National Adult Cancer Screening programmes include: bowel cancer, breast cancer and cervical cancer. Together these programmes save thousands of lives each year through prevention and early diagnosis.
The video explains the process of screening.
Bowel Cancer Screening
Bowel cancer screening is offered every two years to men and women aged 60 to 74. People older than this can ask for a screening kit every two years.
The fecal immunochemical test (FIT) is a screening test for colon cancer introduced in June 2019. It tests for hidden blood in the stool, which can be an early sign of cancer.
The NHS instructional video on how to use the Bowel Cancer Screening Kit is now available to view here.
This video shows you what to expect from a Bowel Cancer Screening.
The Breast Screening programme offers screening to all women aged from 50 to their 71st birthday.
In some areas, women aged 47 to 49 and 71 to 73 receive invitations for screening.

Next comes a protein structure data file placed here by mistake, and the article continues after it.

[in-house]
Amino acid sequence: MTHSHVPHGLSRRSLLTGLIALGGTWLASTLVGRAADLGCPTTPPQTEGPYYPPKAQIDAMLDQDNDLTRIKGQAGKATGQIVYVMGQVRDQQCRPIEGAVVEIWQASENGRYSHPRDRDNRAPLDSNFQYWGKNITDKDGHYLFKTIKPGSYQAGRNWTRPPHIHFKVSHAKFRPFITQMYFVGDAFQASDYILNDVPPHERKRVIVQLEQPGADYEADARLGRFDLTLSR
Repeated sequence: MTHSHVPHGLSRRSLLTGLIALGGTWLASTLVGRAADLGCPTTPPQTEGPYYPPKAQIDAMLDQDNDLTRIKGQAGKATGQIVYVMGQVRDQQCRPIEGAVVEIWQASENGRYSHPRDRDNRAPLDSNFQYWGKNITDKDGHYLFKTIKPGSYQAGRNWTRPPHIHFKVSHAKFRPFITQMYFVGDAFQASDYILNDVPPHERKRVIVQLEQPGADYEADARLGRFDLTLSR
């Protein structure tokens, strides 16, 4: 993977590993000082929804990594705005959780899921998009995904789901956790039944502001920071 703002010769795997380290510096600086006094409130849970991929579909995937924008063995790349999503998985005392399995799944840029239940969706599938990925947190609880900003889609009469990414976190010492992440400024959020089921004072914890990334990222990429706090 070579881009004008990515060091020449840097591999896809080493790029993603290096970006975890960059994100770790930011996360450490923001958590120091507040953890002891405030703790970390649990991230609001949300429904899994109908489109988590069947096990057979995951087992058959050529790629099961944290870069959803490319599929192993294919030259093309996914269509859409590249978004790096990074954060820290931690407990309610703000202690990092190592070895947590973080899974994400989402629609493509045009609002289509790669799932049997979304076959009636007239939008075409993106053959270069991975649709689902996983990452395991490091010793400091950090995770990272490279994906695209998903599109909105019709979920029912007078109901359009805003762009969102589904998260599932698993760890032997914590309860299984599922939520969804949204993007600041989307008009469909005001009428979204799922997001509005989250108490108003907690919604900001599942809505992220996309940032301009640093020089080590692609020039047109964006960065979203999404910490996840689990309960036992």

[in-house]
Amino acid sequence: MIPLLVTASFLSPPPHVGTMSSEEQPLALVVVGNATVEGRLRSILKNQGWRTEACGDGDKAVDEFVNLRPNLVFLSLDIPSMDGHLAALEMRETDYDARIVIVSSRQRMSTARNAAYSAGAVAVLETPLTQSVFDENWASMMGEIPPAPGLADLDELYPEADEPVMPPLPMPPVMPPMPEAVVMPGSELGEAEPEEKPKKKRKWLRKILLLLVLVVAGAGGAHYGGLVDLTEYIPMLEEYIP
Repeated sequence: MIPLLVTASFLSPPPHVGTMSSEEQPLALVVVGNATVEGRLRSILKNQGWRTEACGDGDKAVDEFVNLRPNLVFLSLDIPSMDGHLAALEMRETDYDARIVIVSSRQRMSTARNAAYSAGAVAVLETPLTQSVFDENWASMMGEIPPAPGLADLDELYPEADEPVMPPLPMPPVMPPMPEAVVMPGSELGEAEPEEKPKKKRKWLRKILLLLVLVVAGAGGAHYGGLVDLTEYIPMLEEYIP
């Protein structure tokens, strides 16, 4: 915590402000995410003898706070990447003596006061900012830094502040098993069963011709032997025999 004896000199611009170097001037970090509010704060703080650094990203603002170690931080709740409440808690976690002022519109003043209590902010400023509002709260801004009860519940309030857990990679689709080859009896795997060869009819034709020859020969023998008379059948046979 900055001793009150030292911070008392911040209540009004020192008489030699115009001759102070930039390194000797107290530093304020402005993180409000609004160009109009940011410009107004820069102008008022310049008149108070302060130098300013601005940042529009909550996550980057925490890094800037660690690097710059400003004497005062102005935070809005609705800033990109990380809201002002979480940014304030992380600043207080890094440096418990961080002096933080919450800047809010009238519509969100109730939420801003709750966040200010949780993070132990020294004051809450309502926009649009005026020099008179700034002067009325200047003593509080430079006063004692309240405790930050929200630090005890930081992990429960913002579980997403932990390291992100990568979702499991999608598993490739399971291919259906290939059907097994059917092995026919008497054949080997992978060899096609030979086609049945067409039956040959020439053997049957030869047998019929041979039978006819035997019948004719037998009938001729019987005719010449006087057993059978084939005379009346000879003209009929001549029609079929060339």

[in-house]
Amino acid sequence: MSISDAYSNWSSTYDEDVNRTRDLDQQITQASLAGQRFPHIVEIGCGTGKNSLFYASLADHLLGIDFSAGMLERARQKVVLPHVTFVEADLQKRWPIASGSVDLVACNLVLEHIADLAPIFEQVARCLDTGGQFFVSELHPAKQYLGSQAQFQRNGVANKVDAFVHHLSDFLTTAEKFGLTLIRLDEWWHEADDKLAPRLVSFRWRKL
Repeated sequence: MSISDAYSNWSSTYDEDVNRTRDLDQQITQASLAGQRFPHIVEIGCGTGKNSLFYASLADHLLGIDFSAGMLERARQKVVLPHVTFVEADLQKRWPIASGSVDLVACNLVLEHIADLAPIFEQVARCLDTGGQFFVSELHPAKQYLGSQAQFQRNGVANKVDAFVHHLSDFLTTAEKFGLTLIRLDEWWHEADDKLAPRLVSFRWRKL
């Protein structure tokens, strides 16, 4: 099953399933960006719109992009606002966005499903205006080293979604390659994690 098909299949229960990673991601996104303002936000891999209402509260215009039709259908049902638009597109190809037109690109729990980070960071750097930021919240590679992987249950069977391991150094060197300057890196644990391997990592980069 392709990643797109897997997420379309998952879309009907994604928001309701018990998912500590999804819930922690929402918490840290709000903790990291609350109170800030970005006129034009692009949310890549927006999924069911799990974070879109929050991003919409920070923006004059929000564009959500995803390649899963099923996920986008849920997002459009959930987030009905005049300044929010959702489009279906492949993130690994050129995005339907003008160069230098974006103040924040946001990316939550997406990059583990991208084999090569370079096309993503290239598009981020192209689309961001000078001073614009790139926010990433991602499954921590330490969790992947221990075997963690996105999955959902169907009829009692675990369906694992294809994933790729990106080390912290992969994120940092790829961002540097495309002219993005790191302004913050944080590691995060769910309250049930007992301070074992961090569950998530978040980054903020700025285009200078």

This video shows you what to expect from a Breast Cancer Screening.
The cervical screening programme is available to anyone with a cervix aged 25 to 64 in England.
All eligible people who are registered with a GP automatically receive an invitation by mail. The first invitation is sent to eligible people at the age of 24.5 years. People aged 25 to 49 receive invitations every three years. People aged 50 to 64 receive invitations every five years.
Trans men (assigned female at birth) do not receive invitations if registered as male with their GP, but are still entitled to screening if they have a cervix.
Cervical screening is a method of preventing cancer by detecting HPV and treating abnormal cell changes in the cervix. Early detection and treatment can prevent 75% of cancers developing.
This video shows you what to expect from a Cervical Screening.
PHE has a short introduction to population screening e-learning module. This explains what screening is using animations, videos and quizzes. It is open to everyone and does not require registration.
Human papillomavirus (HPV) testing
HPV is a common virus transmitted through sexual contact. In most cases, a person’s immune system will clear the infection without the need for treatment.
HPV has over 100 subtypes, most of which do not cause significant disease in humans.
Some subtypes known as high risk HPV (hrHPV) can lead to the development of abnormal cervical cells. These may go on to develop into cervical cancer if left untreated.